Zeisler’s wide point of view informs one of her most original contributions: her analysis of the evolution of the word “empower.” She traces its emergence in the late 1970s and early 1980s to grassroots campaigns for women’s self-sufficiency in the global South and in US minority communities. Barbara Bryant Solomon’s Black Empowerment: Social World in Oppressed Communities (1976) was apparently the first book to use the word in its title. It was widely embraced in the 1990s by Third Wave feminists, reflecting the movement’s “expansive goals,” such as in Rosalind Wiseman’s 1992 Empower antibullying program.
Then came what Zeisler coins “empowertising.” Corporate America began using the word everywhere; it appeared perhaps most egregiously in Walmart’s 2011 Women’s Economic Empowerment Initiative, which Zeisler describes as “an ass-covering PR campaign,” as the company faced the largest-ever sex-discrimination suit against a private company. By 2012, even Forbes was calling the word “the most condescending transitive verb ever.”
While Zeisler reports on generations of feminists, her work will have a special appeal to perennially media attention-starved, Generation X readers (like me!). Bitch magazine (along with the more celebrity-oriented Bust, founded three years earlier, in 1993) was a major “gateway feminist” source for us, raising our consciousnesses about our particular cultural influences. For Zeisler herself, the galvanizing event, when she was in college, was Anita Hill’s 1991 testimony to Congress, during the confirmation hearings for Justice Clarence Thomas:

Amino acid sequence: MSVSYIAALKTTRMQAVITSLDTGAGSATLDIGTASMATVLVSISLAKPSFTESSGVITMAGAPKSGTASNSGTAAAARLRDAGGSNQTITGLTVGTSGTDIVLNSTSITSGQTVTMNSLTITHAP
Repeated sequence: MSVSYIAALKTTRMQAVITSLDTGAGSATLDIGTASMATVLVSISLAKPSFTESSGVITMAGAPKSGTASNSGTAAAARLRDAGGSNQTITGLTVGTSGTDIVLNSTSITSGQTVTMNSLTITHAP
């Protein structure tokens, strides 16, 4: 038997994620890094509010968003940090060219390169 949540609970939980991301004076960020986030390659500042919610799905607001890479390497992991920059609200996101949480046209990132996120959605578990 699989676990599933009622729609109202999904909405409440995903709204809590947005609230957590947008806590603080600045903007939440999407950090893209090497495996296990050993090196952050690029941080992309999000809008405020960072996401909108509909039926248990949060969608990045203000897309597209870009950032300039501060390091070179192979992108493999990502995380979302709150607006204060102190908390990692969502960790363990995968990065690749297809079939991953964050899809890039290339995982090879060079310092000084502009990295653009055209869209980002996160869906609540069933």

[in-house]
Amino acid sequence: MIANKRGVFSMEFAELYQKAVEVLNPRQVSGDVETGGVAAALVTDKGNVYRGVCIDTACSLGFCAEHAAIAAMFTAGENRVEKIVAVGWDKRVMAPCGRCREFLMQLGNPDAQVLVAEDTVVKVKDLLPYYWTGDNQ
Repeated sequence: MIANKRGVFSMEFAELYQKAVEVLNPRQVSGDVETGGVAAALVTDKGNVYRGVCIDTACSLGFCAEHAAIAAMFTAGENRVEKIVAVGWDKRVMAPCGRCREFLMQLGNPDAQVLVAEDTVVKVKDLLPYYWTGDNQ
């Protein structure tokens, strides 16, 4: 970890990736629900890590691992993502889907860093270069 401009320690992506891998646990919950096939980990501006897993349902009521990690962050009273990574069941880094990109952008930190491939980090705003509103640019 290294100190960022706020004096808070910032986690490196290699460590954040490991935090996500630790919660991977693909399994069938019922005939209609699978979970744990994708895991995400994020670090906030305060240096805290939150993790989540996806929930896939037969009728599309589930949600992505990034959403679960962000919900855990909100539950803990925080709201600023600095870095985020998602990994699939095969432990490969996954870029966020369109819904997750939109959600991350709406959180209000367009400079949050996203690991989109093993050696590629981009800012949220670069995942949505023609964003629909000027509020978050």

If there was one event that was poised to refute the lie of postfeminism, it was the televised hearings that found Hill recalling her treatment by Thomas, her former boss at the Equal Employment Opportunity Commission. It’s hard to overstate how groundbreaking the hearings were in the understanding of sexual harassment: they marked the first time many viewers—myself included—realized there was a name of behavior that we were expected to laugh off or be flattered by in our school and work environments.
We Were Feminists rejects mainstream feminism as it is popularly defined: as women making choices. Instead, it dares to assert that some choices are better than others:
As an ideology, feminism…holds that some things—say, social and political equality and physical autonomy—are better than other things, like inequality, domestic and sexual violence, and subservience based on gender. It makes no sense to argue that all choices are equally good as long as individual women choose them. And it’s equally illogical to put a neoliberal frame around that argument and suggest that a woman’s choices affect that woman and only that woman.
Zeisler’s call to high ideals is most evident in her last chapter, “The End of Feel-Good Feminism.” In it, she challenges consumers to not forget the “unfun” and “uncommercial” parts of feminism:
The problem is—the problem has always been—that feminism is not fun. It’s not supposed to be fun. It’s complex and hard and it pisses people off. It’s serious because it is about people demanding that their humanity be recognized as valuable. The root issues that feminism confronts—wage inequality, gendered divisions of labor, institutional racism and sexism—are deeply unsexy.
Feminism is a demand for social change. Some of her critics, such as two recent New York Times reviewers (who were generally positive), have said this means she is ideologically rigid. But I opine that, in the end, she provides a much-needed, independent voice—countering a much better funded corporate one.
Paula Kamen is the author of four books, including Feminist Fatale: Voices from the ‘Twentysomething Generation’ Explore the Future of the Women’s Movement”, which was noted as the first post-boomer feminist book when it was published in 1991. She is the author of the play, Jane: Abortion and the Underground, which has been a popular fundraiser on college campuses. Her website is paulakamen.com.